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07/31/2012 Russia (Moscow Times) – Has Russia truly changed its ways on human rights? Certainly its new law restricting public protests fuels grave and widespread concerns. Moreover, in at least one key area, religious freedom, Russia has not changed in many respects. This assessment should provoke serious discussion as the United States faces decisions about its relationship with its former Cold War foe.
Russia is poised to enter the World Trade Organization later this month. To reap trade benefits from its entry, the United States would have to exempt Russia from the trade restrictions of the 1974 Jackson-Vanik amendment, which includes Russia due to its past restrictions on the right to emigrate during the Soviet period.
What should the United States do? It should continue to hold Russia accountable.
Over the past decade, the Kremlin has exploited legitimate security concerns about violent religious extremism by restricting the rights of nonviolent religious minority members. Its major tool is an extremism law. Enacted in 2002, the law imposes sanctions on religious extremism, which it defines as promoting the “exclusivity, superiority, or inferiority of citizens” based on religion. The law now applies to peaceful actors and actions. In addition, individuals who defend or sympathize openly with those charged also may face charges.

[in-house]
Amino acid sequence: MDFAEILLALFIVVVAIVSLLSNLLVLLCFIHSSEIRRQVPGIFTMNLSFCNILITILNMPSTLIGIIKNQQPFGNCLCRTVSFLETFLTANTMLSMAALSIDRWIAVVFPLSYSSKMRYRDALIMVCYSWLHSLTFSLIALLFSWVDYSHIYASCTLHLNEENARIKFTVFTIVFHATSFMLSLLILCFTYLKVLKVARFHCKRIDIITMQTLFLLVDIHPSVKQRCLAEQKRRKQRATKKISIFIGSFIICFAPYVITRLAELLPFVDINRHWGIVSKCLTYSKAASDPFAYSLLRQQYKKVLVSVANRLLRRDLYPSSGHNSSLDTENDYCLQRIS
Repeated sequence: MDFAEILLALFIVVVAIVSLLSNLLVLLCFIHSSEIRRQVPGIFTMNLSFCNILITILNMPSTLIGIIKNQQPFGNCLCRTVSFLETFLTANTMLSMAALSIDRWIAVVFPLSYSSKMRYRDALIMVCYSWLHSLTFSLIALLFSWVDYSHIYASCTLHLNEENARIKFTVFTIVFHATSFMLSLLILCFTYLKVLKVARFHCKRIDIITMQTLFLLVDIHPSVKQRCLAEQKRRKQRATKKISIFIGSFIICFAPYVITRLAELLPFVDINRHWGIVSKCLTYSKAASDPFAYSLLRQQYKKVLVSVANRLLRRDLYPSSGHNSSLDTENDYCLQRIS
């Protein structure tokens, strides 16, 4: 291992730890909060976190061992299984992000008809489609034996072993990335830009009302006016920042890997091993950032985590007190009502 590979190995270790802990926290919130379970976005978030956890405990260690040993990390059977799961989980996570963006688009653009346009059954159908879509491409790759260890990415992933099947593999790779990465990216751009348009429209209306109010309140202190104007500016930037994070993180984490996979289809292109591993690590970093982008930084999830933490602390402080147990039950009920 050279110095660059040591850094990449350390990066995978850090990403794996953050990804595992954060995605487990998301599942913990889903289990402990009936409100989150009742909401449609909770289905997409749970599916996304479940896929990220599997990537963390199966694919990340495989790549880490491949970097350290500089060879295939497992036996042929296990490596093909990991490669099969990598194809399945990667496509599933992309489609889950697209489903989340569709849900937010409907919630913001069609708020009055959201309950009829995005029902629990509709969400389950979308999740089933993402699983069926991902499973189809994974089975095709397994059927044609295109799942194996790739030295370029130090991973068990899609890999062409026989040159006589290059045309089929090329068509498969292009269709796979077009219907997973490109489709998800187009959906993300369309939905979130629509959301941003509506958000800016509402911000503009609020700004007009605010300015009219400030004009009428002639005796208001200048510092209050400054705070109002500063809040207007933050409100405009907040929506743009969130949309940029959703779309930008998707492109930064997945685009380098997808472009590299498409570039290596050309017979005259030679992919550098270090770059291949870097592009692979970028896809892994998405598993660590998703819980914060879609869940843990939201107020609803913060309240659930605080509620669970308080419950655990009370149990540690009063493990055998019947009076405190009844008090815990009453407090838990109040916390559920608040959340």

Simply stated, security concerns aren’t the sole driver of Russia’s religious freedom abuses. All too often, security is a pretext for unacceptable religious repression. Authorities view certain groups, particularly those seeking converts, as threats to the country’s religious and cultural identity as embodied in the Russian Orthodox Church’s Moscow Patriarchate. A case in point is the prosecution of human rights defender Maxim Yefimov in the Karelia region after he criticized the church on his blog in December 2011.
Both the extremism law and its application flatly violate Russia’s international human rights commitments, including the International Covenant on Civil and Political Rights. In 2009, the United Nations Human Rights Committee, which oversees compliance with the covenant, recommended that Russia’s extremism law limit its definition of extremism to threats or acts of violence. In June, the Council of Europe’s Venice Commission also called for reform of this law, noting that its definitions of extremism are overly broad, lack clarity, invite arbitrary application and violate international human rights standards.

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